Cash buried in backyard

The FBI busted Pacheco through a separate 2018 sting during which he took $37,900 from a Baldwin Park police officer, acting as an FBI informant, in exchange for supporting the police union’s contract. Federal investigators raided his home in response in December 2018 and found $62,900 buried in his backyard.

The following month, Pacheco deposited $20,000 in bribes from Bai into a legal defense fund.

Former Baldwin Park Councilman Ricardo Pacheco agreed to plead guilty to one federal public corruption charge in June 2020 after Justice Department prosecutors accused him of soliciting bribes from the city's police union. (Keith Birmingham, San Gabriel Valley Tribune/SCNG)
Former Baldwin Park Councilman Ricardo Pacheco agreed to plead guilty to one federal public corruption charge in June 2020 after Justice Department prosecutors accused him of soliciting bribes from the city’s police union.(Keith Birmingham, San Gabriel Valley Tribune/SCNG)

Two years later, the FBI raided Tafoya’s office and the homes of Chavez and Galvan. Chavez later pleaded guilty to one count of bribery in October 2022.

The U.S. Attorney’s Office believes Tafoya was present at five different meetings between Pacheco and Galvan in which Pacheco openly discussed taking bribes.

After raid, agreement rescinded

The day after the 2020 raid on Tafoya, Baldwin Park revoked W&F International’s development agreement.

The company had been operating an illegal grow in Baldwin Park for months without any action from the city until the neighboring El Monte Police Department intervened. Baldwin Park officials at the time said they only inspected “nonoperating” cannabis businesses once a year at most and were unaware of W&F’s activities.

W&F was years behind on the required payments outlined in its development agreement. The company had not completed required improvements to the building, or secured necessary approvals from county health, county fire and the city’s building division.

The El Monte Police Department, acting independently on information obtained in its own cases, had sent detectives to check the exterior of W&F’s Littlejohn Street warehouse roughly a month before the revocation and found obvious signs of a grow, including marijuana leaves discarded in the trash.

Pictures from the raid showed a warehouse filled with marijuana plants. Police seized 15 boxes of marijuana, one rooted plant and security cameras at the time.

They arrested Bai on suspicion of cultivation of marijuana, possession of marijuana for sales and conspiracy, according to a news release.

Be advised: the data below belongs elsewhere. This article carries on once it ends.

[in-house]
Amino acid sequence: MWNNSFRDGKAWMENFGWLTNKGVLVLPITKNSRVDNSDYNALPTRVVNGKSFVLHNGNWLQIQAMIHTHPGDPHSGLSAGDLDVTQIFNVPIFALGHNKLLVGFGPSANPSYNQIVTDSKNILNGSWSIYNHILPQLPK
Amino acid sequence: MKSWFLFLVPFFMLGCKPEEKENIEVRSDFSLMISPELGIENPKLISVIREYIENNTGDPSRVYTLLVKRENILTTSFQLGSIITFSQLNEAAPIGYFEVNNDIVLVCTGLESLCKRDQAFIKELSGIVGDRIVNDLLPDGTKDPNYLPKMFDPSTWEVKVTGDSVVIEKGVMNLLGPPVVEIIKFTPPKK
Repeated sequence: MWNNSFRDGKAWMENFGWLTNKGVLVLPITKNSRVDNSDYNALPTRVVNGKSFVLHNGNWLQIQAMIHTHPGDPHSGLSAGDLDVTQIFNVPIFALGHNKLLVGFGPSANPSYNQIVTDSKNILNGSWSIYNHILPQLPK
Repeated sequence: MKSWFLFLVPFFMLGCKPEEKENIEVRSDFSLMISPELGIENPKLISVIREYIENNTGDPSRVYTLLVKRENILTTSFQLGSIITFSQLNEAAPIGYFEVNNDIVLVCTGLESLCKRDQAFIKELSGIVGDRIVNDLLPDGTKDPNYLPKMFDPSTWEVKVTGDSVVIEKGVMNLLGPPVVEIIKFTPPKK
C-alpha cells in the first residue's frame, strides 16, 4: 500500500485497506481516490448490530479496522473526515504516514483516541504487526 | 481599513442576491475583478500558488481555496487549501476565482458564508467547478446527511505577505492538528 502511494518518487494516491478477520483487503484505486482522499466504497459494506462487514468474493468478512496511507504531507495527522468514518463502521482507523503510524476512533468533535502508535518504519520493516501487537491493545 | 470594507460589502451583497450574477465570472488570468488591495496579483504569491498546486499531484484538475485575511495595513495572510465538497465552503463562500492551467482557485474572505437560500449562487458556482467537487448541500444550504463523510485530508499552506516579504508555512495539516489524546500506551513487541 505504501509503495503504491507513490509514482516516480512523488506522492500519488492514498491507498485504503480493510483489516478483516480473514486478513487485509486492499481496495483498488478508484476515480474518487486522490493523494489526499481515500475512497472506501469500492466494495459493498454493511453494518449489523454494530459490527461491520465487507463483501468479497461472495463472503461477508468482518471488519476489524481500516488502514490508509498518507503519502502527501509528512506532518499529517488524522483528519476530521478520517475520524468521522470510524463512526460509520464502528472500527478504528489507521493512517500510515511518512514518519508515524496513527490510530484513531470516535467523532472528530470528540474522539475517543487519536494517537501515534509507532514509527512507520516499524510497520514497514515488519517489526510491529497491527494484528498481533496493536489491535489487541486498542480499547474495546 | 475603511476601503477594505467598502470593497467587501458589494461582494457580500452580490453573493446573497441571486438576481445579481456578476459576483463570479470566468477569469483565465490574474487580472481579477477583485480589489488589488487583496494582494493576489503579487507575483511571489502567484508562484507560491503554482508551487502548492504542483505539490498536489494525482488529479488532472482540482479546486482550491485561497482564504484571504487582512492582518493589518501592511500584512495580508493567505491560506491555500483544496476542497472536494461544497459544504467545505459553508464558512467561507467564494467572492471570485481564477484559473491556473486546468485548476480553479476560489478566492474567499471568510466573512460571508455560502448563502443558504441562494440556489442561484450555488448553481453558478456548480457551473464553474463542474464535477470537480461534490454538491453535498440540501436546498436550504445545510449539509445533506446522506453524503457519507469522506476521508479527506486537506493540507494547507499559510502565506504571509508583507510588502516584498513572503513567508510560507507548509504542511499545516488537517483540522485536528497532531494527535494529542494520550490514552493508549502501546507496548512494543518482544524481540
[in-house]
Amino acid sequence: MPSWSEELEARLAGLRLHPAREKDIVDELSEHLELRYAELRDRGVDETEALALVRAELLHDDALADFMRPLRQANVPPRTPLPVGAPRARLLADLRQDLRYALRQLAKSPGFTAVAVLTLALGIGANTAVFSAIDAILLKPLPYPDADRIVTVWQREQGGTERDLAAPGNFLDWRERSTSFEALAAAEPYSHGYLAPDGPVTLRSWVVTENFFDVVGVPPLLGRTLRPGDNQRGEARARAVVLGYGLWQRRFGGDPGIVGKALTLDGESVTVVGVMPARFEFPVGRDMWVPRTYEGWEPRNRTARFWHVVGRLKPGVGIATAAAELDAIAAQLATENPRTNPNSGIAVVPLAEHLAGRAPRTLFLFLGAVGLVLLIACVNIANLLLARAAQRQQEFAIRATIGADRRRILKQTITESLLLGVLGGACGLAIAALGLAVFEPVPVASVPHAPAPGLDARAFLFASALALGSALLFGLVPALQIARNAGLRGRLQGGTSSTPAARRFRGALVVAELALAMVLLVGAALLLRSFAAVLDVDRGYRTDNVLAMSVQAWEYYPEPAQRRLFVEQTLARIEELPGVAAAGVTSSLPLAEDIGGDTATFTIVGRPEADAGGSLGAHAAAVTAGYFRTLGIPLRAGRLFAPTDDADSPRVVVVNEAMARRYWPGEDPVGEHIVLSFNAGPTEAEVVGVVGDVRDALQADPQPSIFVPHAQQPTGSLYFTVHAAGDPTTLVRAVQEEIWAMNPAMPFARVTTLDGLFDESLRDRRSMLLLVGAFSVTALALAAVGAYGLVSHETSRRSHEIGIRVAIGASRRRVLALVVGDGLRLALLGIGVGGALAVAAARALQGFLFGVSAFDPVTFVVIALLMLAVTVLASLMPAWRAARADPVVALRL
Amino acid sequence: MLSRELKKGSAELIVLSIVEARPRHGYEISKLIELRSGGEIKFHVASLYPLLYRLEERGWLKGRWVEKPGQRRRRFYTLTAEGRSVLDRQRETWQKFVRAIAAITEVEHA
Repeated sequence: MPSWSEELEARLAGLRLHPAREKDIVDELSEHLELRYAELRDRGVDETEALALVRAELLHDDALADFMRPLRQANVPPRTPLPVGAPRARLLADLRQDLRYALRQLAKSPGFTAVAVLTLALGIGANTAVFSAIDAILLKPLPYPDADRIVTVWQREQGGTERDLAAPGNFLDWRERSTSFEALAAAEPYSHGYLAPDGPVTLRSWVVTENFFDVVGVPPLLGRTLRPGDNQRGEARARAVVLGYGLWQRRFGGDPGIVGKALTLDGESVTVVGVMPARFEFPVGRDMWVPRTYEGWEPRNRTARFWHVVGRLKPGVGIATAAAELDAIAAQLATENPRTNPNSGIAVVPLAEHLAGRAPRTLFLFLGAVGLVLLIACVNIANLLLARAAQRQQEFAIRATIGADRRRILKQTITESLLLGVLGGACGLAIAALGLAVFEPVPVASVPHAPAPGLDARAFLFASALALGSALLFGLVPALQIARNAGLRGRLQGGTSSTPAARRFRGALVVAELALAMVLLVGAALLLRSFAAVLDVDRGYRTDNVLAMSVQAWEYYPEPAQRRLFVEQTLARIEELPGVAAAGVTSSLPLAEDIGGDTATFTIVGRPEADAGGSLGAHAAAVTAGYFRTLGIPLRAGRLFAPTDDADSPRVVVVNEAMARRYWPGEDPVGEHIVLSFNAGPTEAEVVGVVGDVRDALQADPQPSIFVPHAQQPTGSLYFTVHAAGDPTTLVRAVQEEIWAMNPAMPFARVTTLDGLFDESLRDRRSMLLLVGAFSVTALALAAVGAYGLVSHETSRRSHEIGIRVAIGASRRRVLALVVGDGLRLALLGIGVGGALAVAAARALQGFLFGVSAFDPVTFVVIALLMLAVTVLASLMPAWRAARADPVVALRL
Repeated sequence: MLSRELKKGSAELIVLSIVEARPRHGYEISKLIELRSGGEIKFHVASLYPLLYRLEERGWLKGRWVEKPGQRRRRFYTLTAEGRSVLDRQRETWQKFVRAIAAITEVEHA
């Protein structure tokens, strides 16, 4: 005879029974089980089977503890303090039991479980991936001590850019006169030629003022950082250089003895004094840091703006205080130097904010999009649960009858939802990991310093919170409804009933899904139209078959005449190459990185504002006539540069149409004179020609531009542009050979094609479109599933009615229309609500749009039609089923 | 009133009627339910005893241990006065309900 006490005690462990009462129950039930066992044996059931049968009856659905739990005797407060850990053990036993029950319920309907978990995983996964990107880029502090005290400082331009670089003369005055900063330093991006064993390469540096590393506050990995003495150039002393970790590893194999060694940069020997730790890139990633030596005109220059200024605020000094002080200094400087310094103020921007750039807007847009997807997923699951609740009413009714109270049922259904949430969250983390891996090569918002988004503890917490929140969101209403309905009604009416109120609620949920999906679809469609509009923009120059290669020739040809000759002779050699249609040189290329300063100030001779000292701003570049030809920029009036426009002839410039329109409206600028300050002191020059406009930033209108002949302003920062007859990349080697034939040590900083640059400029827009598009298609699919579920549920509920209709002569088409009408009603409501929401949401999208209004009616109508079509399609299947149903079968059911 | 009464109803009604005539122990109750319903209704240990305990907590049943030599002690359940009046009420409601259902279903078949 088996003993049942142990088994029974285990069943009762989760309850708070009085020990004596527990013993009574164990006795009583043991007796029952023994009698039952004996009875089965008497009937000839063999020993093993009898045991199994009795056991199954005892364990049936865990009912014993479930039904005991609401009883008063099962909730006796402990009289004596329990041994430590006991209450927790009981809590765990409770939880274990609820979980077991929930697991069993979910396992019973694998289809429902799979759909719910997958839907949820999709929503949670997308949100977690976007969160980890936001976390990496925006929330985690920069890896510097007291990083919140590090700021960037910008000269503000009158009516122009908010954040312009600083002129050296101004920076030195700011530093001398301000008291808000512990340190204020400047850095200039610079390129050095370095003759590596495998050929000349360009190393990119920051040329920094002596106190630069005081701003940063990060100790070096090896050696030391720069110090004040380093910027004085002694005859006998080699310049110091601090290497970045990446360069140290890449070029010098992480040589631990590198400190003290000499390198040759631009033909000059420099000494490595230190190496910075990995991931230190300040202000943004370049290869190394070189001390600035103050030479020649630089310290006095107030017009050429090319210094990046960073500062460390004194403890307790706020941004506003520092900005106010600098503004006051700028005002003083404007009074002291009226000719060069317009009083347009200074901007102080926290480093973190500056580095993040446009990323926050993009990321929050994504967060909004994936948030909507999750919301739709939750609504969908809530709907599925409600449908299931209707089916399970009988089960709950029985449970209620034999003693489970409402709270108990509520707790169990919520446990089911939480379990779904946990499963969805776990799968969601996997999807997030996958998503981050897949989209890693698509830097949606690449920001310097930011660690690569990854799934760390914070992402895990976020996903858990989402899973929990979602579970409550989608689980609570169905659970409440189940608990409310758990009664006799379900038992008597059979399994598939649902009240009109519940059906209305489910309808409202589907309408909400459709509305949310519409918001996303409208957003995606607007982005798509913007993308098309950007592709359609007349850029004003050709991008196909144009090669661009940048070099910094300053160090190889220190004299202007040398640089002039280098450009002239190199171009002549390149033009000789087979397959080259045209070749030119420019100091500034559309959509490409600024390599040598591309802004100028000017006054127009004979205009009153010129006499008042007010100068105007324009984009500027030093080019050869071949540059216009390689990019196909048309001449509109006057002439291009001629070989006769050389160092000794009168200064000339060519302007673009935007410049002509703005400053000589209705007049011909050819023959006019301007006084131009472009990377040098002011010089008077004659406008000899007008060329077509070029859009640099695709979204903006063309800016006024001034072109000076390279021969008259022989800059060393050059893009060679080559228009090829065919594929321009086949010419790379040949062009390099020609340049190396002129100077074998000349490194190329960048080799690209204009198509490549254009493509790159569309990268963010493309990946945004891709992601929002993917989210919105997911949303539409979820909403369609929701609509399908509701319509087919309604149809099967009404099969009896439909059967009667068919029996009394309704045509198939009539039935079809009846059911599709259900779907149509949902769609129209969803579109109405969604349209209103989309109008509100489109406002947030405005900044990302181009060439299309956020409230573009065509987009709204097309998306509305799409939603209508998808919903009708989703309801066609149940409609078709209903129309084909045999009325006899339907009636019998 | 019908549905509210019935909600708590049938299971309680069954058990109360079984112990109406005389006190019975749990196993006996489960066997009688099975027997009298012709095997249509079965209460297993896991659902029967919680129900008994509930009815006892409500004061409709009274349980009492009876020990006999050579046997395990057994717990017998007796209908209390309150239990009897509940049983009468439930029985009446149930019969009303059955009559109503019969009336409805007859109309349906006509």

Lawsuit targets fee collections

David Torres-Siegrist, an attorney representing several cannabis companies in Baldwin Park, is suing the city to try to stop its collection of mitigation fees tied to the cannabis development agreements. Those fees, which are meant to offset the negatives from the industry, weren’t established equally, according to the lawsuit.

Some of the development agreements allowed operators to avoid paying the fees until they received a certificate of occupancy, while others began accruing a balance immediately, putting them millions of dollars in the hole before a single cent could be earned.

Tafoya handled all of the original development agreement negotiations and continued to work on cannabis regulations even after the FBI raided his home. The City Council removed those responsibilities from Tafoya in April 2021 after the Southern California News Group found he had hired an attorney who successfully landed a cannabis permit during an earlier round of applicants.

Galvan served as a consultant for that applicant as well. The attorney in question, Anthony Willoughby II, was the son of Galvan’s personal attorney.

A federal case filed by Torres-Siegrist on behalf of David Ju, a businessman who purchased the development agreement awarded to Willoughby, alleges Tafoya, Galvan, Pacheco and Willoughby II “acted in concert to orchestrate a swindle on an elderly man dying of cancer who poured his life savings into a venture that was destined for failure from the get-go.” The lawsuit alleges the men violated the Racketeer Influenced and Corrupt Organizations Act, or RICO.

Ju paid $300,000 to buy the cannabis company, Tier One Consulting, and roughly $200,000 of the total went to Galvan, according to the lawsuit. The businessman later learned Willoughby had spent less than $4,000 securing the development agreement and had amassed tens of thousands of dollars in fees that Tafoya allegedly told Ju he needed to cover, the lawsuit states.

Ju estimates he lost at least $900,000 on the deal, according to the lawsuit.

Tier One Consulting's previously listed address, 1516 Virginia Ave. in Baldwin Park on April 9, 2021. (Photo by Dean Musgrove, Los Angeles Daily News/SCNG)
Tier One Consulting’s previously listed address, 1516 Virginia Ave. in Baldwin Park on April 9, 2021. (Photo by Dean Musgrove, Los Angeles Daily News/SCNG)

‘Whole process is compromised’

“We’ve been telling the City Council this since 2021,” Torres-Siegrist said in an interview. “The whole process is compromised and at the heart of it is an out-of-control City Attorney’s Office.”

Baldwin Park Mayor Emmanuel Estrada inherited the cannabis mess after winning election in 2020. Since then, the City Council has hired a new city attorney, a new police chief, a new city manager and new code enforcement personnel, he said.

The city is using a reputable third party, HdL Companies, to assist with developing a more equitable system, he said. In the future, Estrada hopes that cannabis operators will only have to pay fees once they’re operational, he said.

The slow movement of the FBI’s case has made it difficult to take action against any of the companies that may have received a development agreement through corruption, he said. While the city knows at least two companies paid bribes based on prior court filings, officials didn’t know the names of any of the companies until W&F was named in last week’s indictment, Estrada said.

“It is very difficult for us to act on any of the contracts, but I would say that the city is working on making sure that moving forward we are holding everyone accountable and putting the right process in place to ensure that something like this doesn’t happen again,” he said. “For the most part, the city is moving kind of slow because we don’t want to end up blindsided.”